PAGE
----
** 1 = Variations and errors in design; 2 = delay in progress payment; 3 = change order and delay in approving it; 4 = poor communication between the project parties; 5 = ineffective planning and scheduling of project; and 6 = site problems, as well as delays in starting projects.
Table 5. A ranking of client-related causes of delay in MOH projects [62].
Table 5. A ranking of client-related causes of delay in MOH projects [62].
RankClient-Related Causes of Delay in MOH ProjectsFrequency
1Change order and delays in approving it12
2Delayed progress payment7
3Variations and errors in design7
4Poor communication between the project parties6
5Planning and scheduling of project4
6Finance to complete the work by client1
Table 6. A ranking of the client-related causes of delay in MOE Projects [62].
Table 6. A ranking of the client-related causes of delay in MOE Projects [62].
RankClient-Related Causes of Delay in MOE ProjectsFrequency
1Change order and delay in approving it9
2Poor communication between the project parties7
3Delay in approving the amended bill of quantities6
4Ineffective planning and scheduling of project5
5Delay in progress payment4
6Variations and errors in design2
Table 7. A ranking of client-related causes of delay in MOMRA projects [62].
Table 7. A ranking of client-related causes of delay in MOMRA projects [62].
RankClient-Related Causes of Delay in MOMRA ProjectsFrequency
1Change order and delay in approving it;9
2Poor communication between the project parties7
3Ineffective planning and scheduling of project7
4Site problems, as well as delays in starting projects3
5Delay in progress payment2
Table 8. The ranking of client-related causes of delay for 37 case study projects [62].
Table 8. The ranking of client-related causes of delay for 37 case study projects [62].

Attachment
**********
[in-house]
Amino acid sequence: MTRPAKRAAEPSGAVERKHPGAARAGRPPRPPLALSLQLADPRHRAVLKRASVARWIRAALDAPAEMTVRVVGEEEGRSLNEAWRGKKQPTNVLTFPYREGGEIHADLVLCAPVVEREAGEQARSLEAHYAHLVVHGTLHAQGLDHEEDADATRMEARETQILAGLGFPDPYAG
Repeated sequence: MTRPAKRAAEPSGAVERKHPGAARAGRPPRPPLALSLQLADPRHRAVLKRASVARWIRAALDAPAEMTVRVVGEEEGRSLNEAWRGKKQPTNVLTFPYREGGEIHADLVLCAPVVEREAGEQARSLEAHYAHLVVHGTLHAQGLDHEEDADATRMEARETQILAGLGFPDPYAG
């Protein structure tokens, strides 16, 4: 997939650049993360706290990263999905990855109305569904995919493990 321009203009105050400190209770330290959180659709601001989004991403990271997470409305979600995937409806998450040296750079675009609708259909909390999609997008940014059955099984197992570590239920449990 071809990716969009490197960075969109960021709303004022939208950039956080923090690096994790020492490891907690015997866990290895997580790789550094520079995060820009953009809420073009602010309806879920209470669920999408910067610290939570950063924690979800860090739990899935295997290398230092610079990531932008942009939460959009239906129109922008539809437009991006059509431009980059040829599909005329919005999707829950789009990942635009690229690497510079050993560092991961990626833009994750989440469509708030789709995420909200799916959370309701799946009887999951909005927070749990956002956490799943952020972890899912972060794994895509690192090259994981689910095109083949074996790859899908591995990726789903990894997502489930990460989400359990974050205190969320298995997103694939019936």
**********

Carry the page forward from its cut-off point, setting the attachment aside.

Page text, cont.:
RankClient-Related Causes of Delay in All ProjectsFrequencyProportion
1Change order and delay in approving it3081%
2Poor communication between the project parties2054%
3Ineffective planning and scheduling of project2054%
4Delay in progress payment2054%
5Variations and errors in design1130%
6Delay in approving the amended bill of quantities616%
7Site problems as well as delays in starting projects38%
8Finance to complete the work by the client13%
Table 9. A comparison of SPI for the MOH, MOE, and MOMRA projects [62].
Table 9. A comparison of SPI for the MOH, MOE, and MOMRA projects [62].
Contract Period (Months)Additional Time (Months)Actual Duration% Rise in Project DurationSPIContract Period (Months)Additional Time (Months)Actual Duration% Rise in DurationSPIContract Period (Months)Additional Time (Months)Actual Duration% Rise in DurationSPI *
* SPI: schedule performance index.
Table 10. A comparison of CPI for the MOH, MOE, and MOMRA projects [62].
Table 10. A comparison of CPI for the MOH, MOE, and MOMRA projects [62].
Project Cost (SR)Additional Cost (SR)Actual Cost of Project (SR)% Rise in the CostCPIProject Cost (SR)Additional Cost (SR)Actual Cost of Project (SR)% Rise in CostCPIProject Cost (SR)Additional Cost (SR)Actual Cost of Project (SR)% Rise in the CostCPI *